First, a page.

Mundelein trustee candidates differ on whether transparency at village hall is a problem

  • Upper from left, Sol Cabachuela, Willie Davismckennie, Ray Mullen, Jenny Ross and, lower from left, Edith Reese, Angela Trillhaase, Tim Wilson are candidates for Mundelein village trustee in the April 6 election.

    Upper from left, Sol Cabachuela, Willie Davismckennie, Ray Mullen, Jenny Ross and, lower from left, Edith Reese, Angela Trillhaase, Tim Wilson are candidates for Mundelein village trustee in the April 6 election.

Updated 3/4/2021 2:15 PM

Candidates for Mundelein's village board are voicing concerns about the level of transparency at village hall and calling for better communication with the public.

But not all see a problem.


Seven candidates are running for three seats with 4-year terms in the April 6 local election: Sol Cabachuela, now the village clerk; Willie Davismckennie; Ray Mullen; Edith Reese; Jenny Ross; former trustee Angela Trillhaase; and Tim Wilson.

The candidates spoke about government transparency and other issues in a joint, online interview with the Daily Herald last month.

Davismckennie, a professional cabinet maker, is among those critical of the village' communication skills.

"There's not enough transparency at all, as far as I'm concerned," he said. "They're sneaking things under the rug and hiding things from you."

He accused village officials of not being open enough about their 2018 plans to purchase and demolish buildings on Route 45 near Diamond Lake or about strict sign restrictions that were adopted in 2015 but repealed in 2020.

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Although Mundelein has official social media accounts, many residents don't use social media, Davismckennie said. He suggested sharing important messages to the community on electronic signs at local churches and the police station.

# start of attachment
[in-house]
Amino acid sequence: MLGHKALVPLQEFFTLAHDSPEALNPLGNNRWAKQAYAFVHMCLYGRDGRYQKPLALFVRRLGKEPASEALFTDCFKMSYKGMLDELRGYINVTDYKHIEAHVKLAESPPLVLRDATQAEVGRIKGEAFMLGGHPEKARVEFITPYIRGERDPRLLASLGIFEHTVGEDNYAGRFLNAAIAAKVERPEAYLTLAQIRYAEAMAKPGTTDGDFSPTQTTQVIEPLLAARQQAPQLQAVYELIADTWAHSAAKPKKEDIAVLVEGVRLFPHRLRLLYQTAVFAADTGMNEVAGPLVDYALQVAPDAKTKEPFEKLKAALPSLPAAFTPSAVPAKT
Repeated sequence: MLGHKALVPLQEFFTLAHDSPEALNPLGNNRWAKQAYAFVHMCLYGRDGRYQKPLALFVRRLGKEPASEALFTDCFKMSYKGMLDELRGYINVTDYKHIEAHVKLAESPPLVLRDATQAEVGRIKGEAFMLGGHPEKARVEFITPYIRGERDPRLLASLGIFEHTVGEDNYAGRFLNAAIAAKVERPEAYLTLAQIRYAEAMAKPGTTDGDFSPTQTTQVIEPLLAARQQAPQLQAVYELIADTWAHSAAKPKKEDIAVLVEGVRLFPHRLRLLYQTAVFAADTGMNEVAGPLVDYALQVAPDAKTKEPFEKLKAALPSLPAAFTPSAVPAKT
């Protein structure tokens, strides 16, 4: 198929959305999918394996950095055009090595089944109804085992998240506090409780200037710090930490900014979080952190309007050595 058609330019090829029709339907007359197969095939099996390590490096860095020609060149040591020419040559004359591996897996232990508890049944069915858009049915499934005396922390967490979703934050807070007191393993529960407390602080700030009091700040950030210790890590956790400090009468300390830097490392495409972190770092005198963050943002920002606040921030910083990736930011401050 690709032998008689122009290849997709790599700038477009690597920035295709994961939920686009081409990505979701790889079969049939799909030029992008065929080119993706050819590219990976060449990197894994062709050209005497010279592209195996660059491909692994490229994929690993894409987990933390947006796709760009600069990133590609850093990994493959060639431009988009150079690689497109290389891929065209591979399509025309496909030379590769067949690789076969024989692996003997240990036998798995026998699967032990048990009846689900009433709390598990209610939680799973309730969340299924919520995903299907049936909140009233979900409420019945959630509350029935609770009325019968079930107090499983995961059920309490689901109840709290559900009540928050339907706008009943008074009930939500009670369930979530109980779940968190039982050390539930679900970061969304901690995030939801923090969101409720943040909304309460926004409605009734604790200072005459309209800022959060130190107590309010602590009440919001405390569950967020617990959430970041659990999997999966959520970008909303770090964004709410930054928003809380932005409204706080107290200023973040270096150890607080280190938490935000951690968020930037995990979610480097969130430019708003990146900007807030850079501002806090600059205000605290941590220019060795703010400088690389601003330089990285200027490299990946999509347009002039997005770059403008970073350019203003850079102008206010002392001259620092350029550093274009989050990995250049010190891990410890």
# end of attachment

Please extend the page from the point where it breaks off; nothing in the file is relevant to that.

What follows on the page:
Reese, who is retired, also complained about a lack of transparency at village hall. She cited the controversial plan to build a Thorntons gas station at routes 45 and 176 as an example.

The proposal, which still awaits approval, was publicly unveiled at a board meeting in August 2020 and has been discussed at subsequent meetings, including a planning and zoning commission session this week. But that's not good enough for Reese.

She said the board should've held a town hall meeting to discuss it.

Trillhaase, who briefly served on the board in the 1990s, said a multifaceted approach using social media, newspapers and other outlets is needed to improve communication in Mundelein.


"I believe we need to drive the information to where the people are," she said.

Cabachuela, the village clerk since 2018, agreed with Trillhaase about the need to communicate with people in different ways.

She suggested sharing important village news on flyers posted at local businesses or with mailers. She also said officials should use notices on the website to alert people to important issues coming up at board meetings.

Such notices should be available in different languages, too, Cabachuela said.

"If we really want our residents engaged, we need to have it available in their language," she said.

Ross, a former Fremont Public Library trustee, praised the police and fire departments for its communication efforts, and she called the village's website "outstanding."

Still, she said communication with residents and the business community hasn't been a priority for the village staff.

"I spent four months trying to get somebody from the village to tell me when they were going to replace a tree they removed in front of my house, only to find out that they never intended to replace it," she said.

Mullen, a Realtor, said it's easy to assume residents and business owners are aware of what's happening in town but said "that's not really the case."

He said officials need to do a better job driving people to the village's website and its newsletter, which contain a lot of information about municipal activity. He didn't suggest how to do that, however.

Wilson, a former member of the village's economic development commission, didn't have any complaints about communication with residents.

He called the village's website "robust," and he said people must make an effort to look for information they may need. Wilson said he's found staffers responsive when he's had issues, although "maybe not initially."

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